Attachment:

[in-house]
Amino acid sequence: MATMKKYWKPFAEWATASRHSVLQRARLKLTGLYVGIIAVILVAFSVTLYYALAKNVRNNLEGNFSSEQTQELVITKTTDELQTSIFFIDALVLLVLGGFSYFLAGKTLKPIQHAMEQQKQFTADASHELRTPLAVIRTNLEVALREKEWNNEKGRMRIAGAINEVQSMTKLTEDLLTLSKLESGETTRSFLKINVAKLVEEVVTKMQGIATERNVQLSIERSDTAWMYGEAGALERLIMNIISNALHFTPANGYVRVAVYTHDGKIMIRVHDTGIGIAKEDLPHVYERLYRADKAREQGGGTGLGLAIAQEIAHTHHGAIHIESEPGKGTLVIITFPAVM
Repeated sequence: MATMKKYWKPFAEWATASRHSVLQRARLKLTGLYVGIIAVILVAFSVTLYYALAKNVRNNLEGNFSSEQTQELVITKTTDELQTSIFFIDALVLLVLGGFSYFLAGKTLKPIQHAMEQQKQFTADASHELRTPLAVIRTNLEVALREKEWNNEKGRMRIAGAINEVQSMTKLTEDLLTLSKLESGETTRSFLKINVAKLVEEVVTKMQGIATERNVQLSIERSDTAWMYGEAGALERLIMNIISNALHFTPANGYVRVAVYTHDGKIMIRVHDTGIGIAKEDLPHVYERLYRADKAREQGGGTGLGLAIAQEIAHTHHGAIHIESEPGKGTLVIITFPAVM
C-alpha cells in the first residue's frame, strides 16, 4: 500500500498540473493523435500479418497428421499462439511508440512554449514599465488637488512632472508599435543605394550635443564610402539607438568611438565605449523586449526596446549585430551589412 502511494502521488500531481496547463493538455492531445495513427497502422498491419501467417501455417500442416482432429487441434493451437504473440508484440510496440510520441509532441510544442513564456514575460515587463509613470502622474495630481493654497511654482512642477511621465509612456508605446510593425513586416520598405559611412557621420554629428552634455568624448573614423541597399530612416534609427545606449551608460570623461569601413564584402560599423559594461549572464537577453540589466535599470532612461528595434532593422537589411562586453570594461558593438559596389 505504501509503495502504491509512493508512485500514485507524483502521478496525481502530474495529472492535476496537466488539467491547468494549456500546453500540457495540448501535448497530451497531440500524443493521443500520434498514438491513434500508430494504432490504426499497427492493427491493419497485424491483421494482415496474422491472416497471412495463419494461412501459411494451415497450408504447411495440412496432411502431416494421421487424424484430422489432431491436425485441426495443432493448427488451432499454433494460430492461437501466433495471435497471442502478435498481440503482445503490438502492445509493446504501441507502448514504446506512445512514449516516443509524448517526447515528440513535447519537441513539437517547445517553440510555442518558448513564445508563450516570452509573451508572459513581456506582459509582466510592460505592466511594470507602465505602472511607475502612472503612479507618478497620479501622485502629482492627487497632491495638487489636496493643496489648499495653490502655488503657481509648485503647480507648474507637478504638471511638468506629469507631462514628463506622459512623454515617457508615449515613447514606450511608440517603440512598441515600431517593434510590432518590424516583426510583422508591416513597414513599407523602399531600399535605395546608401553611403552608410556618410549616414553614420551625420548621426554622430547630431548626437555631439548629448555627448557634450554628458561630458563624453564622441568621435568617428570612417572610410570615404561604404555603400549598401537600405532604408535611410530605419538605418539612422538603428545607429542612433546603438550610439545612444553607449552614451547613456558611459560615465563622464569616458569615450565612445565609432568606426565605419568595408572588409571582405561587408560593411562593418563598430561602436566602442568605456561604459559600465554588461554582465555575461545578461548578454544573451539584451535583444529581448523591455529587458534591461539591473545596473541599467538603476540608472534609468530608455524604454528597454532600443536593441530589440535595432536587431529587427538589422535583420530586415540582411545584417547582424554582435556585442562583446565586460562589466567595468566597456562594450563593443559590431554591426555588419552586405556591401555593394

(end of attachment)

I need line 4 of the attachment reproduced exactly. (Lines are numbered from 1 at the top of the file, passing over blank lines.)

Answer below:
C-alpha cells in the first residue's frame, strides 16, 4: 500500500498540473493523435500479418497428421499462439511508440512554449514599465488637488512632472508599435543605394550635443564610402539607438568611438565605449523586449526596446549585430551589412 502511494502521488500531481496547463493538455492531445495513427497502422498491419501467417501455417500442416482432429487441434493451437504473440508484440510496440510520441509532441510544442513564456514575460515587463509613470502622474495630481493654497511654482512642477511621465509612456508605446510593425513586416520598405559611412557621420554629428552634455568624448573614423541597399530612416534609427545606449551608460570623461569601413564584402560599423559594461549572464537577453540589466535599470532612461528595434532593422537589411562586453570594461558593438559596389 505504501509503495502504491509512493508512485500514485507524483502521478496525481502530474495529472492535476496537466488539467491547468494549456500546453500540457495540448501535448497530451497531440500524443493521443500520434498514438491513434500508430494504432490504426499497427492493427491493419497485424491483421494482415496474422491472416497471412495463419494461412501459411494451415497450408504447411495440412496432411502431416494421421487424424484430422489432431491436425485441426495443432493448427488451432499454433494460430492461437501466433495471435497471442502478435498481440503482445503490438502492445509493446504501441507502448514504446506512445512514449516516443509524448517526447515528440513535447519537441513539437517547445517553440510555442518558448513564445508563450516570452509573451508572459513581456506582459509582466510592460505592466511594470507602465505602472511607475502612472503612479507618478497620479501622485502629482492627487497632491495638487489636496493643496489648499495653490502655488503657481509648485503647480507648474507637478504638471511638468506629469507631462514628463506622459512623454515617457508615449515613447514606450511608440517603440512598441515600431517593434510590432518590424516583426510583422508591416513597414513599407523602399531600399535605395546608401553611403552608410556618410549616414553614420551625420548621426554622430547630431548626437555631439548629448555627448557634450554628458561630458563624453564622441568621435568617428570612417572610410570615404561604404555603400549598401537600405532604408535611410530605419538605418539612422538603428545607429542612433546603438550610439545612444553607449552614451547613456558611459560615465563622464569616458569615450565612445565609432568606426565605419568595408572588409571582405561587408560593411562593418563598430561602436566602442568605456561604459559600465554588461554582465555575461545578461548578454544573451539584451535583444529581448523591455529587458534591461539591473545596473541599467538603476540608472534609468530608455524604454528597454532600443536593441530589440535595432536587431529587427538589422535583420530586415540582411545584417547582424554582435556585442562583446565586460562589466567595468566597456562594450563593443559590431554591426555588419552586405556591401555593394